Did you know research has shown our present day wheat contains less reactive proteins than heirloom varieties? Gluten intolerance and sensitivities appear to be on the rise. But is it really gluten causing the reaction? Science says maybe not in the way we thought. Wheat contains several types of proteins. Within the gluten group are glutenins and gliadins.
Gliadins are more likely to be responsible for celiac disease and some types of wheat allergy. Modern wheat is not bred for higher gliadin content. It's been bred for high-molecular weight glutenins, essential for bread baking quality (light, fluffy) but carrying low risk of causing celiac disease or wheat allergy. So, why are people reacting to bread?
Traditional methods of sprouting and fermenting are largely removed from industrial bread making. Sprouting grains activates enzymes within the grains to breakdown hard to digest proteins. Sourdough fermenting also breaks these proteins. Add to this the industrialized methods for processing wheat (milling vs. stone grinding) and we have completely changed the flour used in baking.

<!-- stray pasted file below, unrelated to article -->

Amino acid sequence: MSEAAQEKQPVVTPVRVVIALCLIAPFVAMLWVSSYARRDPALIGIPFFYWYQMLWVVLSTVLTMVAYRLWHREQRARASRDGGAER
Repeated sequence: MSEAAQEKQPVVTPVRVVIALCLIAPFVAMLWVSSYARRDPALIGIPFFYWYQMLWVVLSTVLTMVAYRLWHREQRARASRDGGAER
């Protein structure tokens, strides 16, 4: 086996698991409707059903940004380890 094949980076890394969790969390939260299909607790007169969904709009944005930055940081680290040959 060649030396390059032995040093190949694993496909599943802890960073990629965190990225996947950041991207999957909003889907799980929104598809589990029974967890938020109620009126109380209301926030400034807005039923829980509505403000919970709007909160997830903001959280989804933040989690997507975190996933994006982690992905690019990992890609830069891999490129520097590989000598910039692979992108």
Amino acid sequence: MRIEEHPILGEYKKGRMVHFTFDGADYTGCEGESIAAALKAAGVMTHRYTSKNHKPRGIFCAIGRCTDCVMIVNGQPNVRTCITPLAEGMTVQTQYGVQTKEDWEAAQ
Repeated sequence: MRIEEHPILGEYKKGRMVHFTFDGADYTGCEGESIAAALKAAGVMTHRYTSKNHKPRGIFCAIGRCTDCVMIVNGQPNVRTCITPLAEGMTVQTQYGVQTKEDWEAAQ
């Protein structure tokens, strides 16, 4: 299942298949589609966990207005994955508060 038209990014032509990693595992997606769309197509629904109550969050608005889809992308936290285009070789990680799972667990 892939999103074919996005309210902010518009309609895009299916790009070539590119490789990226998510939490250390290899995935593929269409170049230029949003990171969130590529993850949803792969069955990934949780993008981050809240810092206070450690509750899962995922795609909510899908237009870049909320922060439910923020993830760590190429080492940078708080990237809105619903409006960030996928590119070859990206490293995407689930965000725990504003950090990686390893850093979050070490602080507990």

Milled white flour lacks enzymes to break down gluten. Those enzymes are in the lost bran. Whole grain bread contains bran to cut though gluten but is extremely dense. Because people wanted whole grain bread that was light and fluffy, wheat gluten or vital wheat gluten has been added to industrial bread making. However, no added enzymes are available to break down that extra gluten. Vital wheat gluten use has tripled in the last three decades. Keep in mind vital wheat gluten is also a protein source for many vegetarian and vegan products, adding to the amounts found in some people's diets.
While bread is being blamed for many things, it is interesting to note the results of a 2012 study. Published in "Nutrition Reviews," evidence from 38 epidemiologic studies found dietary patterns including whole grain bread didn't contribute to weight gain. What to do? If you do not have or have family history of celiac, then choosing breads that are sprouted without added vital wheat gluten should be okay within moderation.
For those with celiac disease, it remains best to avoid gluten, especially sources of added vital wheat gluten. Those with this condition lack the enzymes to break down these proteins. Perhaps in time, development of non-reactive wheat will become common and used in commercial baking.
Dianna Richardson of the Health, Wellness & Nutrition Center in Jefferson City has served communities as a wellness practitioner for more than 20 years. She has her doctorate degree in naturopathy, a master's degree in health and wellness, a bachelor's degree in public health education and is a certified wellness specialist. Core to her practice has been the use of nutrition to enhance health and improve vitality.